Early Music Saturday: Madrigals of Madness from the Calmus Ensemble

I have said it before, and I’ll say it again – I find the best music via the Millennium of Music show, which is on both Sirius and NPR.  I have a membership and can listen to old episodes (it’s the best $2.99/month I spend) and I was perusing episodes from a year ago, and came across this gem.  Madrigals of Madness fro the Calmus Ensemble.  Let’s pause and listen for a minute, before we continue, shall we?

There, that’s much better.

The CD is one of a series they are doing focusing on the different emotions in madrigals.  This one, “…takes as its theme, as the title indicates, the subject of madness, as it is encountered in love, war or loneliness – this is a complex theme which Calmus expresses masterfully and convincingly with high emotionality.”

It has music from Josquin, Gesualdo (who was a murderer – of his wife), and Thomas Tompkins, among others.

The Tomkins contribution is “Too Much I once Lamented” an incredibly moving piece that has always been a favorite of mine.  Tompkins lived a long life – he was born during Elizabeth’s reign, studied under William Byrd, and lived to see the Civil War break out, and another king, Charles I, beheaded.  The later years of his life were filled with sadness and worry – he was broke and had to live with his son and daughter-in-law, his wife died, he saw war break out in his country… it wasn’t a good time for him.

I love Too Much in part because of the dichotomy of the music, and I particularly love the Calmus Ensemble’s interpretation, which really brings out the almost-bipolar shifting from misery to happiness.  The lyrics are incredibly simple:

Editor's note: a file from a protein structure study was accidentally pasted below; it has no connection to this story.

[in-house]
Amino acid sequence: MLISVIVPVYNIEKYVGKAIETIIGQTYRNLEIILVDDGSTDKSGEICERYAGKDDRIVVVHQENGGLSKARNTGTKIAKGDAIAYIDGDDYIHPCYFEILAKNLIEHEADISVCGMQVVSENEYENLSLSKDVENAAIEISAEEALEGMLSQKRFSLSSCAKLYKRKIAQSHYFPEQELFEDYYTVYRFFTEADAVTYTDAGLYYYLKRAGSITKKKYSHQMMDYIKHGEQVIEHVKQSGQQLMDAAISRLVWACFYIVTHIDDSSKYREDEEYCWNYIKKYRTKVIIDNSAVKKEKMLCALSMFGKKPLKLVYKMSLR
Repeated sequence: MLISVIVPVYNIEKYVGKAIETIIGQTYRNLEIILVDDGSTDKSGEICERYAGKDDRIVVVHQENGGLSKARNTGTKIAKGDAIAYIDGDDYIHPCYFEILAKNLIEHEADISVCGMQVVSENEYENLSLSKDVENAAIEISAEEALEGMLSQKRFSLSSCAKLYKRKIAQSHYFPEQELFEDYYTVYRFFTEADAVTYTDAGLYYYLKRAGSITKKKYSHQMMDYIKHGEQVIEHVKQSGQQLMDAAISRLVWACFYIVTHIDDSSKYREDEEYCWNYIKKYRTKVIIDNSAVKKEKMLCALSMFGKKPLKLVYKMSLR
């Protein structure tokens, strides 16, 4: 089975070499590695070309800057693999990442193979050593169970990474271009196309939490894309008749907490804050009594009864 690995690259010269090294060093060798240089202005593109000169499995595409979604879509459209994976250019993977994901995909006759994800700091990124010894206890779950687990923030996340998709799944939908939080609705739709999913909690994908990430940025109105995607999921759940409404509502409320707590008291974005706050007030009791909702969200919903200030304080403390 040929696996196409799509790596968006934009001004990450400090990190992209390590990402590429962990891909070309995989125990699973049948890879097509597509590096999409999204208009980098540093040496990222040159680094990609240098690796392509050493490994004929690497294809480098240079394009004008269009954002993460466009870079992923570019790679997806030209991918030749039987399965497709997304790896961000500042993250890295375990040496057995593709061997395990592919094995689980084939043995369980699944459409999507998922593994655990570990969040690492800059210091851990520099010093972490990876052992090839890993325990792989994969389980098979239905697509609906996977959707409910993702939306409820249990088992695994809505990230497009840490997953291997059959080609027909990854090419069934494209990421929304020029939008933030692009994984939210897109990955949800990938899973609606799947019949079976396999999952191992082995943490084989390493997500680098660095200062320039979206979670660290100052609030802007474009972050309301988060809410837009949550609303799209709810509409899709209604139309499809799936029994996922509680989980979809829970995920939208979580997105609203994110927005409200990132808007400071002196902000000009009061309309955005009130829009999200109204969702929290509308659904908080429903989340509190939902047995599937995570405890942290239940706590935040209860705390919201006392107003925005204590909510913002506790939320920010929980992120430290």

“Too much I once lamented,
while love my heart tormented,
fa la la la.
Alas, and ay me,
sat I wringing,
now chanting go, and singing,
fa la la la.”

But my Goodness, what lies beneath that.  The entire piece is a 6 minute ping-pong shift from misery to happiness to resignation to misery again, to a sort of reconciliation.  It’s really stunning.  I love the way Calmus brings out the lightness in the fa-la-la bits, increasing the tempo and really bringing in a sense of joy there.  Other ensembles I’ve heard keep it heavy and bleak in that part, perhaps looking for the irony of singing fa-la-la in the midst of misery, and wanting to play off that.  But I think it’s much more powerful to really express the happiness – it reflects the true madness and depression in the whole piece.  Going back and forth, joyful and miserable.

I suspect that this madrigal will speak to anyone who has ever battled depression.  You might find some solace in knowing that Tomkins lived to a very old age and was apparently quite happy living with his son, writing music for him as gratitude and an expression of his love for his family.  He was able to express these emotions on paper and in music, and deal with them that way.  In an age before Xanax, I can imagine what a relief it must have been for him to be able to get the sadness out.  It’s one more reason I love music – we get to experience these emotions anew each time we hear a different interpretation of a piece.  It’s like sharing a piece of Tomkins’ head with him.  What a privilege.

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